Is Beijing Ready for the Olympics?

Li Zhiqi (李志起 ), a Beijing businessman and blogger writes on his blog, partially translated by CDT:

On my way back to home the day before yesterday, I saw fireworks in the sky above the Olympics Village. It was the rehearsal for the Opening Ceremony on August 8th. Patterns of smiley faces, flowers, suddenly changed people’s mood. The Olympics is so close to us now.

I was asked to say “Olympics, Beijing is ready for you!” on camera after an interview with a news program on Beijing TV yesterday morning. I don’t know why, but somehow I was at a loss for words at the request.

Are we ready for the Olympics? It looks like we are. Since I live close by the Olympics Village, I could see everyday that all the venues inside the Village have been completed, green spaces have been cultivated, teams of armed police are on duty, and tens of thousands of volunteers are being trained. Beijing is decorated with flowers and trees at all corners and looks prettier than ever before…

However, are we really ready? Although the municipal government has ordered all street shops to use uniform decoration materials, all buildings in the neighborhoods around Yayuncun have been newly-painted, and the pavements have been replaced several times (from gravel to cement brick and then to granite), I still feel that we are not ready yet in some ways.

For instance, drivers in Beijing still scramble for lanes and cut in lines. We still don’t wait in line when entering department stores or getting on elevators. Very few people use tissue when they spit in public, but shoot their sputum out with a loud noise “Pei”. We often find that the tissue supply runs out in public bathrooms, including those at the Capital Airport. And many people do not have the habit of flushing the toilet after they’ve used it. We have much better airplanes, but they frequently go behind schedule, and flight attendants are still impatient. I think most people haven’t realized what the Olympics has to do with their lives and what they need to do for it. They just regard it as a kind of entertainment…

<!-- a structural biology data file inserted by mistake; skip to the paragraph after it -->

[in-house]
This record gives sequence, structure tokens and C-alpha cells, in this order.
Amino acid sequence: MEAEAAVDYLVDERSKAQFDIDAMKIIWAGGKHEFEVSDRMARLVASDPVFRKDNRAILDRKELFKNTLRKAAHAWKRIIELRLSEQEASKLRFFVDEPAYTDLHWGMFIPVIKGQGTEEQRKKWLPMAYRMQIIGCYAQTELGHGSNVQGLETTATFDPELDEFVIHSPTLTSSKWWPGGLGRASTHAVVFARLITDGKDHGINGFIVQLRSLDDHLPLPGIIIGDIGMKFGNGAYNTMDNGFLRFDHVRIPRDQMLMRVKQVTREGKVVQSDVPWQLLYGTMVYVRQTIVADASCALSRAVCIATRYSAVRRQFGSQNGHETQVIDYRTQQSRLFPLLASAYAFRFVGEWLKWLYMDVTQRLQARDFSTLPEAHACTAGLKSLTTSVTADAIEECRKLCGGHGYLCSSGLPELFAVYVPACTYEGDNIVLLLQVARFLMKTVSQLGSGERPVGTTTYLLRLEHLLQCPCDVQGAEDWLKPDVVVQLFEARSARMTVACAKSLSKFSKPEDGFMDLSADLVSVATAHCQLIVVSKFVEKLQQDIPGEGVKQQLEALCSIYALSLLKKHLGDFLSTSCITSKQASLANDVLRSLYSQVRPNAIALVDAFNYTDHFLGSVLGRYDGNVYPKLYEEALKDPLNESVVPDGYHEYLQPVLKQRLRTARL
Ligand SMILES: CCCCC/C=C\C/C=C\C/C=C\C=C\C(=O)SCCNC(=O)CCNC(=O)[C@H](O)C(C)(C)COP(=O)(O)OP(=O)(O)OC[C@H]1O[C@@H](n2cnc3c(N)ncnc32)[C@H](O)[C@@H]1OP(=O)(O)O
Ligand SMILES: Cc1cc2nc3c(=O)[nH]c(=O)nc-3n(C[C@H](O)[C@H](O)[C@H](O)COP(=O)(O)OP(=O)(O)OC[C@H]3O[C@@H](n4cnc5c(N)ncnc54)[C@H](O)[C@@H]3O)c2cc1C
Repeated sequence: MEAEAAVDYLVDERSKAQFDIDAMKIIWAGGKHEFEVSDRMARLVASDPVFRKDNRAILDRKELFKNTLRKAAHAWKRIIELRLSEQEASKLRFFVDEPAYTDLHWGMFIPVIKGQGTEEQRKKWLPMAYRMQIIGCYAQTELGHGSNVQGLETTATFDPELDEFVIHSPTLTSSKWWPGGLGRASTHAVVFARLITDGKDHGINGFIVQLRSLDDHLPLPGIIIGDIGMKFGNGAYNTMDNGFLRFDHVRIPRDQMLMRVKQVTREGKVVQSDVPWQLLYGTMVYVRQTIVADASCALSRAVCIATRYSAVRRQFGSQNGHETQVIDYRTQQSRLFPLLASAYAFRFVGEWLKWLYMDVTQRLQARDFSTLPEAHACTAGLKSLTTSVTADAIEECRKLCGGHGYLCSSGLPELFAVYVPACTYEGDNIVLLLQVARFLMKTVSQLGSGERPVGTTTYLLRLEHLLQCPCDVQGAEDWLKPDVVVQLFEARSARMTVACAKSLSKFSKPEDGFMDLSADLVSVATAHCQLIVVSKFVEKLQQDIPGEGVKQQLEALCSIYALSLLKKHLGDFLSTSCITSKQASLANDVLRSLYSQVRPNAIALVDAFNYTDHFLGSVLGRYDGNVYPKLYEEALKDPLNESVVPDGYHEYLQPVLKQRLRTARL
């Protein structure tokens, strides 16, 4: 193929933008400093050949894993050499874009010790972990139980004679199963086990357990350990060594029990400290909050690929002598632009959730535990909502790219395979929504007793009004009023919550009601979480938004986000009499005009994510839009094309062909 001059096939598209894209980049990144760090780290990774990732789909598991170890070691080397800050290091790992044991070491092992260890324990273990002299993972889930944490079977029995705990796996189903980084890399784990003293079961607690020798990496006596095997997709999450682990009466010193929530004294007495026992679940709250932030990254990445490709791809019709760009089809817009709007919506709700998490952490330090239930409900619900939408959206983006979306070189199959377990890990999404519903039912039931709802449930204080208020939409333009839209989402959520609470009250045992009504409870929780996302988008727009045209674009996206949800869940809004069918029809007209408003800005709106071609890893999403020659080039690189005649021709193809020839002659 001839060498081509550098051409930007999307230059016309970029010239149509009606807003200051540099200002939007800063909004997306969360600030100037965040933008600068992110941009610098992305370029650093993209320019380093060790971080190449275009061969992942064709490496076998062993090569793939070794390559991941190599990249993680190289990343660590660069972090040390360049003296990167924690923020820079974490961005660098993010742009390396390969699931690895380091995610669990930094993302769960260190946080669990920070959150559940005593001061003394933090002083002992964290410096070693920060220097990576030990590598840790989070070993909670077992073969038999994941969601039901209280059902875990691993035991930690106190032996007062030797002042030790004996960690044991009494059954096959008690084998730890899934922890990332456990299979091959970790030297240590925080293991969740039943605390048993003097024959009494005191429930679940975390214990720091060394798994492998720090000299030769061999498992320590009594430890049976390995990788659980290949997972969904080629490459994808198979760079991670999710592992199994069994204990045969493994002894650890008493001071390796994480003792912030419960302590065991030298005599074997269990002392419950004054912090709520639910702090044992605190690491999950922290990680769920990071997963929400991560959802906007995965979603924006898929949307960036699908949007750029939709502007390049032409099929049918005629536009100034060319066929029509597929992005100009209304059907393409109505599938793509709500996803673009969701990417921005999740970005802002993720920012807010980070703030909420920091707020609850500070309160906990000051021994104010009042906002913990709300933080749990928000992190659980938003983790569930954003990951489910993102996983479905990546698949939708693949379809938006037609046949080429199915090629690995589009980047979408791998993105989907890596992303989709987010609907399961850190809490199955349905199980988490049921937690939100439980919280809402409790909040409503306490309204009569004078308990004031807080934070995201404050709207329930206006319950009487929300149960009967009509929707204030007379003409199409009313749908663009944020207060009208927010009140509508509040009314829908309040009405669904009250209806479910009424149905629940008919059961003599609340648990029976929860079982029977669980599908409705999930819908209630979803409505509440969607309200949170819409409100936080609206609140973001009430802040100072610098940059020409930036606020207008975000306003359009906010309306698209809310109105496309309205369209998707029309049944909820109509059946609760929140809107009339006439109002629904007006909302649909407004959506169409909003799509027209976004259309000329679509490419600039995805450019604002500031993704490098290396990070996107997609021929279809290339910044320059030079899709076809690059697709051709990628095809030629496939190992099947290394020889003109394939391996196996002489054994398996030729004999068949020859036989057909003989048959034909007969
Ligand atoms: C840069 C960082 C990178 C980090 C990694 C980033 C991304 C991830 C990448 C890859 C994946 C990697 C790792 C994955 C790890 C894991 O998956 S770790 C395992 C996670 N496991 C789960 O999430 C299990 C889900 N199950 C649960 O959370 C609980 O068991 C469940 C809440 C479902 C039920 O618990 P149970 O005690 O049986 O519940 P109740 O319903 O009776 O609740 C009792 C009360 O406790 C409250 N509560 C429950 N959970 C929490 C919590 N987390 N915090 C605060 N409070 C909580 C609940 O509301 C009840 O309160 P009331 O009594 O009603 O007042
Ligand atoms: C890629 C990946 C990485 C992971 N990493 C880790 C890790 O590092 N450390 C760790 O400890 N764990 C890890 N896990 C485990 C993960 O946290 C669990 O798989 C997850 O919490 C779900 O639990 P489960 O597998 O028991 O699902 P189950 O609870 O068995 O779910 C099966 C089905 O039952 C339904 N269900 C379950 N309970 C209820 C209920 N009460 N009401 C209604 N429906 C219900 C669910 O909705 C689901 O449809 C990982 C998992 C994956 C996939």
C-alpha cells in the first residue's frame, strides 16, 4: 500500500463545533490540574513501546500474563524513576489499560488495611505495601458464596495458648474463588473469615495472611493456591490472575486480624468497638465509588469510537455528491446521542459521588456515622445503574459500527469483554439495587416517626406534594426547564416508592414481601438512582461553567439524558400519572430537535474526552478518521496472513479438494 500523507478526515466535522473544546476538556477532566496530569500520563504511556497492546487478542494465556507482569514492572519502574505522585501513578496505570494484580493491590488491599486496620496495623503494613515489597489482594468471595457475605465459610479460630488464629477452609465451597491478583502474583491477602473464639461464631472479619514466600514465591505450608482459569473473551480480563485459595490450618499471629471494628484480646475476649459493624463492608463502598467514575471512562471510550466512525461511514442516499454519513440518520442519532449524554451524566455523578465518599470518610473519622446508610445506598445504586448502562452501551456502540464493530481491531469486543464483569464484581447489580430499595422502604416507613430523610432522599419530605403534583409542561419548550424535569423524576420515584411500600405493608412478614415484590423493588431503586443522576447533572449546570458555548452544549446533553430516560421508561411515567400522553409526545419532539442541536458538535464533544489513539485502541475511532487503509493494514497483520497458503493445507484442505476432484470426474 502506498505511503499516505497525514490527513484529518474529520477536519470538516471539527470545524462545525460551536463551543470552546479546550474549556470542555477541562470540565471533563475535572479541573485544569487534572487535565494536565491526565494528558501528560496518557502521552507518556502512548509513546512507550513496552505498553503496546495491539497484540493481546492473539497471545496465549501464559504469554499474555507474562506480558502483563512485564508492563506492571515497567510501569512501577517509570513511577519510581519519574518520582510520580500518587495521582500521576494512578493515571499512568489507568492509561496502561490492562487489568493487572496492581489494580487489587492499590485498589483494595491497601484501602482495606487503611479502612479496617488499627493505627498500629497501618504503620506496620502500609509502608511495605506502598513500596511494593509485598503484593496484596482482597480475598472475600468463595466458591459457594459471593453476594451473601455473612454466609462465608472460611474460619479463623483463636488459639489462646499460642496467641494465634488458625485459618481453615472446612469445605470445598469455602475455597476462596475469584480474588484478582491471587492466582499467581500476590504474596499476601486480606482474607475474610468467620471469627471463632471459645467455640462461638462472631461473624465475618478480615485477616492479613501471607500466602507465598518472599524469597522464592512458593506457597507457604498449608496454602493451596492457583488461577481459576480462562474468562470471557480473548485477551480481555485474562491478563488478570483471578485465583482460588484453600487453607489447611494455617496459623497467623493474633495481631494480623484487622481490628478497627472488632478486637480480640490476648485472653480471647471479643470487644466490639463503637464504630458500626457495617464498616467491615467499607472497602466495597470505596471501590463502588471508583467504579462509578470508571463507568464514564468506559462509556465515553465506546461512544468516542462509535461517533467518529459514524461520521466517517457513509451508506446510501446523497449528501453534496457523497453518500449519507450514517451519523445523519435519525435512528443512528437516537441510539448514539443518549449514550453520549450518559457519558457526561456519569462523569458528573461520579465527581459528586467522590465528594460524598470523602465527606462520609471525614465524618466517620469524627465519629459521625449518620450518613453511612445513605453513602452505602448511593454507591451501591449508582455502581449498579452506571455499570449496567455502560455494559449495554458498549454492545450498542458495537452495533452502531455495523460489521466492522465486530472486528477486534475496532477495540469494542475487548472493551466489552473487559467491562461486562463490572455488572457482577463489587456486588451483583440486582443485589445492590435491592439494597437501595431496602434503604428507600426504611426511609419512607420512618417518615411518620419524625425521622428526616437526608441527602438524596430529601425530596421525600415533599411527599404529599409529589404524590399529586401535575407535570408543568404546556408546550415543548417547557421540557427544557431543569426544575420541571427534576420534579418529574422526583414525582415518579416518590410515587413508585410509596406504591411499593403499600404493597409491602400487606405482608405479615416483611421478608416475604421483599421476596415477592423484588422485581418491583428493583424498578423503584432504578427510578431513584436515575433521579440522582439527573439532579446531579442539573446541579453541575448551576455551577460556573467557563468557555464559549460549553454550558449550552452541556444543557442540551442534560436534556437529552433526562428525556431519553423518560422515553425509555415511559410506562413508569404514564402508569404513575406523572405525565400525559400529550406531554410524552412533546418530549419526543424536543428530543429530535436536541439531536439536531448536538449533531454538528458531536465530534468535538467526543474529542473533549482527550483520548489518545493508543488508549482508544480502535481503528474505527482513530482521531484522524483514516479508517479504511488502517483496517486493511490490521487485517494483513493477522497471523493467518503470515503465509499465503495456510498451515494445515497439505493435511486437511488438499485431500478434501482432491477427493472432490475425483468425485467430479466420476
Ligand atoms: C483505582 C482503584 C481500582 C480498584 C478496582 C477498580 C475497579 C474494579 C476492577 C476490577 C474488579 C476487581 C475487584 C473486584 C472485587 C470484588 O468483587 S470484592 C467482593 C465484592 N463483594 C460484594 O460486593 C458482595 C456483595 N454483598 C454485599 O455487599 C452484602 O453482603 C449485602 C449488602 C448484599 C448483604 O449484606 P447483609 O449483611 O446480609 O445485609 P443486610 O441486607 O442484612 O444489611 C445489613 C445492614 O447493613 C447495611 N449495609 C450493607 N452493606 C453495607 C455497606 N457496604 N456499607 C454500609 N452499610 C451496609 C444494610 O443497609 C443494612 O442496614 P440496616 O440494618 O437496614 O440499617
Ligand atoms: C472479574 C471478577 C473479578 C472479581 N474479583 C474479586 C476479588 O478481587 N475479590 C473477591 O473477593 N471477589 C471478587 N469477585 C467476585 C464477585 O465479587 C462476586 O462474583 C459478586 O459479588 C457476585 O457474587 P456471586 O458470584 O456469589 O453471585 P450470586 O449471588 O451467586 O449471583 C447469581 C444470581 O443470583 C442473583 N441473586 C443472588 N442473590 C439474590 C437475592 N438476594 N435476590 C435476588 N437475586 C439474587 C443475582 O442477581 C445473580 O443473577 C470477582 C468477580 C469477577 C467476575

I can’t stop worrying whenever I think about these problems. Is my worrying unnecessay? Perhaps we don’t need to prepare so carefully for the Games. It might not matter much if we don’t park our bikes in orderly lines. It could be all right if we don’t know how to greet foreign visitors in English. When we dry our underwear on our balconies, we might not need to worry that it could affect the aesthetic feelings of foreign guests.

We don’t need to pretend to be modest and humble, nor do all of us need to pose as nationalistic. Actually it doesn’t matter much whether the Olympics is a sign of China’s rising-up or not. As the Himalayas don’t need to convince people that they are high mountains, China doesn’t need to prove its growth with a landmark event.

The Olympics might be an honor to China as a country. But to individual residents, it may mean inconvenience on their daily lives. As we Chinese have the traditional merits of endurance, patience and modesty, I believe that we could all understand and accept the strict measures Beijing municipal government put forth for the Olympics.

Although my family live close by the Olympic Village, I feel that we are far away from the Games. I can’t agree more when I heard officials say that it’s the biggest fortune to host a safe and sound Olympics. Safety is a fortune. China needs it, and we need it, too.

Another blogger wrote on his “A Lonely Talker” blog:

For the security of Olympics, the government mobilized the state and society, including troops and volunteers. There is nothing wrong with this. But to make the citizens in the whole country nervous, that is not very pleasant. For example, I live in Hebei Province, neighboring to Beijing, so it should be a little busier than other provinces. But this [ measures] has been making everyone here highly nervous and even scared. It is really not neessasary. Not even mentioning government agencies, even remote villages are being required to have personnel on guard twenty-four hours a day. The most ridiculous part is that the government banned all crowds from gathering, even various training programs have been stopped. The reason is to prevent terrorists from making trouble in crowded gathering places. The national television-course university entrance exam has also been canceled. All testing papers that were already in place at the testing locations have been sealed and have to be guarded day and night.